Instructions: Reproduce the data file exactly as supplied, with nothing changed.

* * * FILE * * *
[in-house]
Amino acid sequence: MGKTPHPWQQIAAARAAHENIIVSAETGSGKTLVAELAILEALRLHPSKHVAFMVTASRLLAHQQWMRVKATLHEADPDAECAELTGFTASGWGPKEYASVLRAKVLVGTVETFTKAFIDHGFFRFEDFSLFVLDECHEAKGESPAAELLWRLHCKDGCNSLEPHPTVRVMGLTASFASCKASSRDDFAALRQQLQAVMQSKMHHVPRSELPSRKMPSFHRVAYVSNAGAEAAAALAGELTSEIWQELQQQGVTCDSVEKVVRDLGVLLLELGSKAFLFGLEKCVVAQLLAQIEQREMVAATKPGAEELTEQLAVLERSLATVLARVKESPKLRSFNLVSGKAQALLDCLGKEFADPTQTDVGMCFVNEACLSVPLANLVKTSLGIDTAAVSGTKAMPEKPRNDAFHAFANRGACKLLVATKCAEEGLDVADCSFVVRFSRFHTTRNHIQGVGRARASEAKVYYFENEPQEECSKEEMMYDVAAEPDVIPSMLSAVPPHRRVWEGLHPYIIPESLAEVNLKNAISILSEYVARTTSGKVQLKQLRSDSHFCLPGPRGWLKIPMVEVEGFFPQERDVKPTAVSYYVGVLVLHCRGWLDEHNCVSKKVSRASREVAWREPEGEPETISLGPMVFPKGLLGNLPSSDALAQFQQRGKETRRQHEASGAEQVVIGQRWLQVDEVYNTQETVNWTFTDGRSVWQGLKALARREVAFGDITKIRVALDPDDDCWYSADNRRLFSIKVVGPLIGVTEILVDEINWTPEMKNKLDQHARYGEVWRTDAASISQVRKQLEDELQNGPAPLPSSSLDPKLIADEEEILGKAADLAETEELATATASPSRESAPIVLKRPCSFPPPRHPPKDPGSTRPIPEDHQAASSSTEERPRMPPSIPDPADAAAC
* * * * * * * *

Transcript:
[in-house]
Amino acid sequence: MGKTPHPWQQIAAARAAHENIIVSAETGSGKTLVAELAILEALRLHPSKHVAFMVTASRLLAHQQWMRVKATLHEADPDAECAELTGFTASGWGPKEYASVLRAKVLVGTVETFTKAFIDHGFFRFEDFSLFVLDECHEAKGESPAAELLWRLHCKDGCNSLEPHPTVRVMGLTASFASCKASSRDDFAALRQQLQAVMQSKMHHVPRSELPSRKMPSFHRVAYVSNAGAEAAAALAGELTSEIWQELQQQGVTCDSVEKVVRDLGVLLLELGSKAFLFGLEKCVVAQLLAQIEQREMVAATKPGAEELTEQLAVLERSLATVLARVKESPKLRSFNLVSGKAQALLDCLGKEFADPTQTDVGMCFVNEACLSVPLANLVKTSLGIDTAAVSGTKAMPEKPRNDAFHAFANRGACKLLVATKCAEEGLDVADCSFVVRFSRFHTTRNHIQGVGRARASEAKVYYFENEPQEECSKEEMMYDVAAEPDVIPSMLSAVPPHRRVWEGLHPYIIPESLAEVNLKNAISILSEYVARTTSGKVQLKQLRSDSHFCLPGPRGWLKIPMVEVEGFFPQERDVKPTAVSYYVGVLVLHCRGWLDEHNCVSKKVSRASREVAWREPEGEPETISLGPMVFPKGLLGNLPSSDALAQFQQRGKETRRQHEASGAEQVVIGQRWLQVDEVYNTQETVNWTFTDGRSVWQGLKALARREVAFGDITKIRVALDPDDDCWYSADNRRLFSIKVVGPLIGVTEILVDEINWTPEMKNKLDQHARYGEVWRTDAASISQVRKQLEDELQNGPAPLPSSSLDPKLIADEEEILGKAADLAETEELATATASPSRESAPIVLKRPCSFPPPRHPPKDPGSTRPIPEDHQAASSSTEERPRMPPSIPDPADAAAC